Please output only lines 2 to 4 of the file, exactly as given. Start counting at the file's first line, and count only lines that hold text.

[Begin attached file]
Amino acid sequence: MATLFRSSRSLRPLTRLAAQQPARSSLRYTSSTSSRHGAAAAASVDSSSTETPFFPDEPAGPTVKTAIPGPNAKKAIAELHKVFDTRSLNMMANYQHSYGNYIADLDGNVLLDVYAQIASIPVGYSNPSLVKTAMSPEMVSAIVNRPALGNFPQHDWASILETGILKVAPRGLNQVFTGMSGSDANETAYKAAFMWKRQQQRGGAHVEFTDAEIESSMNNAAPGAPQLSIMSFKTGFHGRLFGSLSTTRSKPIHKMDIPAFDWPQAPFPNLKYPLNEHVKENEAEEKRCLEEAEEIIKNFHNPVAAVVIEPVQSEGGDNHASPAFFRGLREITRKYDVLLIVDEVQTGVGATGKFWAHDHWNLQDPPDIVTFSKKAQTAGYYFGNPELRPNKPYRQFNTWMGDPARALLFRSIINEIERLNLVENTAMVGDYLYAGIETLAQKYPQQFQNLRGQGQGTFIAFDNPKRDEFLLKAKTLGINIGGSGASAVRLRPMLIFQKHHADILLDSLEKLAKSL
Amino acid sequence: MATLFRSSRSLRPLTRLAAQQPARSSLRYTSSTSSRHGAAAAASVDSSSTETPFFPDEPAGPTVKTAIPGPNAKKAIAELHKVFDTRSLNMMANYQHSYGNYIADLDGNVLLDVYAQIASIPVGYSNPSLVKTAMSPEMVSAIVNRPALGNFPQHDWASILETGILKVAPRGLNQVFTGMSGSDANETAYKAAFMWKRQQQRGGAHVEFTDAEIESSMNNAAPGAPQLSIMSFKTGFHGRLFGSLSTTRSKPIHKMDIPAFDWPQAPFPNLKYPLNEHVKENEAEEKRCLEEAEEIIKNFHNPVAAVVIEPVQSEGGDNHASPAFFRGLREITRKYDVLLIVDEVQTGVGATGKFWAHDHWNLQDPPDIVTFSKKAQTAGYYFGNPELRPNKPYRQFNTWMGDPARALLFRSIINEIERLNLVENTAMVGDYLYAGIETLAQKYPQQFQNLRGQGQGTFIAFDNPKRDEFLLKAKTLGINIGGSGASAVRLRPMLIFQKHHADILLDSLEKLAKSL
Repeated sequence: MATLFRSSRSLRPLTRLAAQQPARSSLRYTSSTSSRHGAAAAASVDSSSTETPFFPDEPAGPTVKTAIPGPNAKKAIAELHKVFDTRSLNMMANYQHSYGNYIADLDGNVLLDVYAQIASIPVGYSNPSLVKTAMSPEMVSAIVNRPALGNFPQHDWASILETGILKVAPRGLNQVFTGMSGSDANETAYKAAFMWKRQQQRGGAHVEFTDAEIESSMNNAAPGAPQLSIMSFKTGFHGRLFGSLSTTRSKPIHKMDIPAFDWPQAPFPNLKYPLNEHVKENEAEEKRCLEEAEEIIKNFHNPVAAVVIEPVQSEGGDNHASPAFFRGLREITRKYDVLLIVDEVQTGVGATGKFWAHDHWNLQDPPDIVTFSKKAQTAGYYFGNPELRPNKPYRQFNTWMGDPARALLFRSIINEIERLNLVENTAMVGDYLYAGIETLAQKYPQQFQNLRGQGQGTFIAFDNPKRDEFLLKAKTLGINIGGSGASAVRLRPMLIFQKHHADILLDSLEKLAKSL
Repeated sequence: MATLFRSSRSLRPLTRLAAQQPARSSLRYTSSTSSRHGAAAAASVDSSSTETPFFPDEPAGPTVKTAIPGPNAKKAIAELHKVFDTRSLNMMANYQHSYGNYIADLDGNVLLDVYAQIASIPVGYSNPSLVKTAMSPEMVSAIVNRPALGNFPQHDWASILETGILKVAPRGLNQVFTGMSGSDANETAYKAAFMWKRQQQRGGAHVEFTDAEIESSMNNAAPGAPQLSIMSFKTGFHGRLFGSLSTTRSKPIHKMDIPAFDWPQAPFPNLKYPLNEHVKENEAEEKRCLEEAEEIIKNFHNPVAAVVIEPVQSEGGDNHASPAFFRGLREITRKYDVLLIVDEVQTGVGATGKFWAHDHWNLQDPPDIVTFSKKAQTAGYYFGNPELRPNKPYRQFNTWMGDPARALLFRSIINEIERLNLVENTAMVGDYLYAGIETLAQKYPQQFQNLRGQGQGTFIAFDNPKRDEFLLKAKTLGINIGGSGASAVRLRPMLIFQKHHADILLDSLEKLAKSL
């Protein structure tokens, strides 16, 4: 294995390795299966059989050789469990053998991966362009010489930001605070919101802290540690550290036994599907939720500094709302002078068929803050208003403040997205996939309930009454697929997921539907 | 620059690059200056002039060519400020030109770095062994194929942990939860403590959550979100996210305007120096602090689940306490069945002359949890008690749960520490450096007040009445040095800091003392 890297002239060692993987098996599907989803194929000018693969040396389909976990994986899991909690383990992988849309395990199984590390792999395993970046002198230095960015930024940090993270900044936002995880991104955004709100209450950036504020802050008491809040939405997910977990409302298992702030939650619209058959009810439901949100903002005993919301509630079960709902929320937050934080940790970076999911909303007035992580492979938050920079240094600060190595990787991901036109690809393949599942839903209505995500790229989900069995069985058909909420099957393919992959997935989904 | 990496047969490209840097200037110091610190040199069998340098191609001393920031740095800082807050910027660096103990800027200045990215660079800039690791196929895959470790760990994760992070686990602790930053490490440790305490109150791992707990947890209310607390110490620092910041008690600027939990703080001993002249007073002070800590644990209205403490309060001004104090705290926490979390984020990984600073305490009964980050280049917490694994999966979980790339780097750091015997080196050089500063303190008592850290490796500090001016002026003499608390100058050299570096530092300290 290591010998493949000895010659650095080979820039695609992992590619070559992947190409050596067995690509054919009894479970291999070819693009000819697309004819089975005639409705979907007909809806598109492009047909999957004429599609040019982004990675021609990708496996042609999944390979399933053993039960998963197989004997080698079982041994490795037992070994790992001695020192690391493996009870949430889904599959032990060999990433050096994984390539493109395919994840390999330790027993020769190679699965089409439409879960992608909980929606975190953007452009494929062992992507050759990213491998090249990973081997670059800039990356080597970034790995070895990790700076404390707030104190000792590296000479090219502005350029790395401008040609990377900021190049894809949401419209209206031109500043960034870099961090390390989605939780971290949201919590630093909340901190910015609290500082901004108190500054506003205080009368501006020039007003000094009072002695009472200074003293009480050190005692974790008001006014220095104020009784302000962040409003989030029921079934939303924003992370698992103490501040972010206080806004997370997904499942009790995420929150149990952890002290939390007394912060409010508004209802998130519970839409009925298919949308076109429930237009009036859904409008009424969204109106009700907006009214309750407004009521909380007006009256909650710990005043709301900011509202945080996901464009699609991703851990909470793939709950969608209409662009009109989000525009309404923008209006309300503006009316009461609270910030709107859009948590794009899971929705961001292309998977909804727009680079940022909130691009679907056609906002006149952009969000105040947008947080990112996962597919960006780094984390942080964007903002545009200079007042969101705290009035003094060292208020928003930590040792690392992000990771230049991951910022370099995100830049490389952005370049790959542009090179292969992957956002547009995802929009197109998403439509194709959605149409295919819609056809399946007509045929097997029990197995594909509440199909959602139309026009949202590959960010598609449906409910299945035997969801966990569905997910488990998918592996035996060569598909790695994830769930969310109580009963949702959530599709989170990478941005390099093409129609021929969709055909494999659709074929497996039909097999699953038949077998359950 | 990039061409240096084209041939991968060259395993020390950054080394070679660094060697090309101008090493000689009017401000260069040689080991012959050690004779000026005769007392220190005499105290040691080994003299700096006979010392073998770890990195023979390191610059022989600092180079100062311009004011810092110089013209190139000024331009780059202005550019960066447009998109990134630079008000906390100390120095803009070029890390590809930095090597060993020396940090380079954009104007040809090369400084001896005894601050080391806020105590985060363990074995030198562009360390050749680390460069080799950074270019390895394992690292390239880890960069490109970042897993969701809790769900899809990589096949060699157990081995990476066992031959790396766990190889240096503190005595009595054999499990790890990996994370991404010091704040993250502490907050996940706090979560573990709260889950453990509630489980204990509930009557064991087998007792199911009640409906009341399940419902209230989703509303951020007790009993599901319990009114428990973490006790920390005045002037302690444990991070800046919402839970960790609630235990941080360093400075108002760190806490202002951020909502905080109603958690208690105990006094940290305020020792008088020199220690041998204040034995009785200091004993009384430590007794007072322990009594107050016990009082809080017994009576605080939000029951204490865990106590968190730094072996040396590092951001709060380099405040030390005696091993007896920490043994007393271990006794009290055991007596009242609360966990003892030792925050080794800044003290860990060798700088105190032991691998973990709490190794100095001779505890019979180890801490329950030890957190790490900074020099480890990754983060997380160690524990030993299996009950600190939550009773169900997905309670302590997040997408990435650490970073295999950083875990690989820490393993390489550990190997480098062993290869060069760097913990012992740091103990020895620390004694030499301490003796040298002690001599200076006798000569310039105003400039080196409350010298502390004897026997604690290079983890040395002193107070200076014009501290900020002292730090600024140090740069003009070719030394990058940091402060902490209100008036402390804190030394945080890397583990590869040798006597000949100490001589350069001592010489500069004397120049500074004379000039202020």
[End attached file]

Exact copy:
Amino acid sequence: MATLFRSSRSLRPLTRLAAQQPARSSLRYTSSTSSRHGAAAAASVDSSSTETPFFPDEPAGPTVKTAIPGPNAKKAIAELHKVFDTRSLNMMANYQHSYGNYIADLDGNVLLDVYAQIASIPVGYSNPSLVKTAMSPEMVSAIVNRPALGNFPQHDWASILETGILKVAPRGLNQVFTGMSGSDANETAYKAAFMWKRQQQRGGAHVEFTDAEIESSMNNAAPGAPQLSIMSFKTGFHGRLFGSLSTTRSKPIHKMDIPAFDWPQAPFPNLKYPLNEHVKENEAEEKRCLEEAEEIIKNFHNPVAAVVIEPVQSEGGDNHASPAFFRGLREITRKYDVLLIVDEVQTGVGATGKFWAHDHWNLQDPPDIVTFSKKAQTAGYYFGNPELRPNKPYRQFNTWMGDPARALLFRSIINEIERLNLVENTAMVGDYLYAGIETLAQKYPQQFQNLRGQGQGTFIAFDNPKRDEFLLKAKTLGINIGGSGASAVRLRPMLIFQKHHADILLDSLEKLAKSL
Repeated sequence: MATLFRSSRSLRPLTRLAAQQPARSSLRYTSSTSSRHGAAAAASVDSSSTETPFFPDEPAGPTVKTAIPGPNAKKAIAELHKVFDTRSLNMMANYQHSYGNYIADLDGNVLLDVYAQIASIPVGYSNPSLVKTAMSPEMVSAIVNRPALGNFPQHDWASILETGILKVAPRGLNQVFTGMSGSDANETAYKAAFMWKRQQQRGGAHVEFTDAEIESSMNNAAPGAPQLSIMSFKTGFHGRLFGSLSTTRSKPIHKMDIPAFDWPQAPFPNLKYPLNEHVKENEAEEKRCLEEAEEIIKNFHNPVAAVVIEPVQSEGGDNHASPAFFRGLREITRKYDVLLIVDEVQTGVGATGKFWAHDHWNLQDPPDIVTFSKKAQTAGYYFGNPELRPNKPYRQFNTWMGDPARALLFRSIINEIERLNLVENTAMVGDYLYAGIETLAQKYPQQFQNLRGQGQGTFIAFDNPKRDEFLLKAKTLGINIGGSGASAVRLRPMLIFQKHHADILLDSLEKLAKSL
Repeated sequence: MATLFRSSRSLRPLTRLAAQQPARSSLRYTSSTSSRHGAAAAASVDSSSTETPFFPDEPAGPTVKTAIPGPNAKKAIAELHKVFDTRSLNMMANYQHSYGNYIADLDGNVLLDVYAQIASIPVGYSNPSLVKTAMSPEMVSAIVNRPALGNFPQHDWASILETGILKVAPRGLNQVFTGMSGSDANETAYKAAFMWKRQQQRGGAHVEFTDAEIESSMNNAAPGAPQLSIMSFKTGFHGRLFGSLSTTRSKPIHKMDIPAFDWPQAPFPNLKYPLNEHVKENEAEEKRCLEEAEEIIKNFHNPVAAVVIEPVQSEGGDNHASPAFFRGLREITRKYDVLLIVDEVQTGVGATGKFWAHDHWNLQDPPDIVTFSKKAQTAGYYFGNPELRPNKPYRQFNTWMGDPARALLFRSIINEIERLNLVENTAMVGDYLYAGIETLAQKYPQQFQNLRGQGQGTFIAFDNPKRDEFLLKAKTLGINIGGSGASAVRLRPMLIFQKHHADILLDSLEKLAKSL